Change Management and Managing Change – Harmonisation and Achieving Harmony

When any major and significant change takes place in the structure of a business that involves merging with another business, via a takeover or the re-awarding of a third party contract, one of the most important aspect of the pre-transfer due diligence should be the examination of the terms and conditions of the employees whose work will be affected.  Should be.  But frequently it is not.

What does this mean for a Company and how does it come about?

It may be that a part of a Company’s growth plans includes acquisitions, buying a similar company and taking its work and its staff on board.  Or it may be an agreed merger, in which two companies with a similar product or service agree to come together, perhaps forming a new Company, with a much bigger workforce.

Then there is a contract provision change.  In this case, an outsourced contract is moved from one company to another by the contract holder.

What all these changes have in common is that, from an HR point of view, TUPE will apply to the transferring staff.

TUPE is the Transfer of Undertakings (Protection of Employment) regulations that govern the rights and protection of the transferring employees’ terms and conditions of employment.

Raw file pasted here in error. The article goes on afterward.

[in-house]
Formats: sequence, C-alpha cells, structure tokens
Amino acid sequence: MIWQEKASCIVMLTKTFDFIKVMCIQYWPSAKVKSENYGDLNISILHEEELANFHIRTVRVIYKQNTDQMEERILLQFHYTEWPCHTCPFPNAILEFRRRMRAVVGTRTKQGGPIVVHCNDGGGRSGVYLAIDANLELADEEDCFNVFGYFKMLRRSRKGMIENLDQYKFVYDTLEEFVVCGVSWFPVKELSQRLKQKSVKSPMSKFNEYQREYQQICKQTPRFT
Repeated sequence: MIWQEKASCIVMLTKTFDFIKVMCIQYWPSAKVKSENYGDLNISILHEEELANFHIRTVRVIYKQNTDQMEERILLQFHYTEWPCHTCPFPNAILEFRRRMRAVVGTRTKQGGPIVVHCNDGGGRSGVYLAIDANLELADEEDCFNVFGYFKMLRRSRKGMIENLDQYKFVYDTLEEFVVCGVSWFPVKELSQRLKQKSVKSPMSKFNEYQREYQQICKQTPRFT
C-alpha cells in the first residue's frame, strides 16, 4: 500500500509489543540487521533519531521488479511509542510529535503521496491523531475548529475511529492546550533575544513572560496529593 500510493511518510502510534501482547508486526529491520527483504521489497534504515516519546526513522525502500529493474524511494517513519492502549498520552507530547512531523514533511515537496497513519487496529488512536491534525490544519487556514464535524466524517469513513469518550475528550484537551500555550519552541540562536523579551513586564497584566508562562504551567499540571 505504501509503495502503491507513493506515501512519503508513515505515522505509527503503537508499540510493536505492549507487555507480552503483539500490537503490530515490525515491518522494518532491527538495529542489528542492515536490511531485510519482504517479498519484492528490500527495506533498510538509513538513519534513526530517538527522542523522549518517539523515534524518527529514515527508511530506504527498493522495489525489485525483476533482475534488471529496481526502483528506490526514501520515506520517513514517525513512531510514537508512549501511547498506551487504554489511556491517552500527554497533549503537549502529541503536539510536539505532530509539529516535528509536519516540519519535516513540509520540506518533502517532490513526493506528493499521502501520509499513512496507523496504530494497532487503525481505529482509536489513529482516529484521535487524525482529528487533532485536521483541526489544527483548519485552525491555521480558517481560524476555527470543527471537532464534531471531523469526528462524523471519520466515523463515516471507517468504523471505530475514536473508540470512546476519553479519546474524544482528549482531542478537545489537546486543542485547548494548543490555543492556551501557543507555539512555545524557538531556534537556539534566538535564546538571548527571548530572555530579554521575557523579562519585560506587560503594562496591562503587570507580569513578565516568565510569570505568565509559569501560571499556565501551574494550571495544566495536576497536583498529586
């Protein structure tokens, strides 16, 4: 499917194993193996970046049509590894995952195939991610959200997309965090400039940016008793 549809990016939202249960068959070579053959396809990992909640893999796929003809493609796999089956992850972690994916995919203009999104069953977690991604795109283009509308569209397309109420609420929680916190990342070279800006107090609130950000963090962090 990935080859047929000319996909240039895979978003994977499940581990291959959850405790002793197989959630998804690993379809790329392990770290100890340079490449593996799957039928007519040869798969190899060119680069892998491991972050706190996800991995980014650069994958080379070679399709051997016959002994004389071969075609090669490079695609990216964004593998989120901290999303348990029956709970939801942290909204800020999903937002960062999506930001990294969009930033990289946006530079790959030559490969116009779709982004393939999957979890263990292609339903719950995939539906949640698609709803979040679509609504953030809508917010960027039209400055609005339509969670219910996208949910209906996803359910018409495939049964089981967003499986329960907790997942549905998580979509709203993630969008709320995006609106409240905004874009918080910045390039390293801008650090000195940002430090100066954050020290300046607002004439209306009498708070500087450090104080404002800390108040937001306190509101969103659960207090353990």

In essence, it means that when employees transfer into a new Company, their existing terms and conditions will continue and, except in very exceptional circumstances, cannot be changed to match those of their new associates.  So, it’s possible and quite likely that following the transfer there will be significant differences in pay for staff doing the same job, different allowances for holidays, level of maternity and paternity pay, sick pay, etc. In fact, any term or condition that has a financial aspect is protected from unilateral change under TUPE regulations.  And that protection is permanent, in relation to any change that comes about as a direct outcome of the transfer.  For example, after a year, the Company decides that it must re-organise its workforce because since the transfer the way in which groups of people work together has never functioned correctly, and brings in changes that might include changes of hours, shift patterns or the introduction of new job titles.  Despite going through a formal consultation procedure, if the change is only taking place as an outcome of the transfer, then it can be voided.  And even if it has been agreed, any employee subject to the change can at a later date, refuse to accept it.

So, any change that takes place that affects terms and conditions must be as the result of what is called an ETO – Economic, Technical or Organisation – reason and not one connected to the transfer.  And this is always going to be risky.  It’s one of those “prove you didn’t” situations.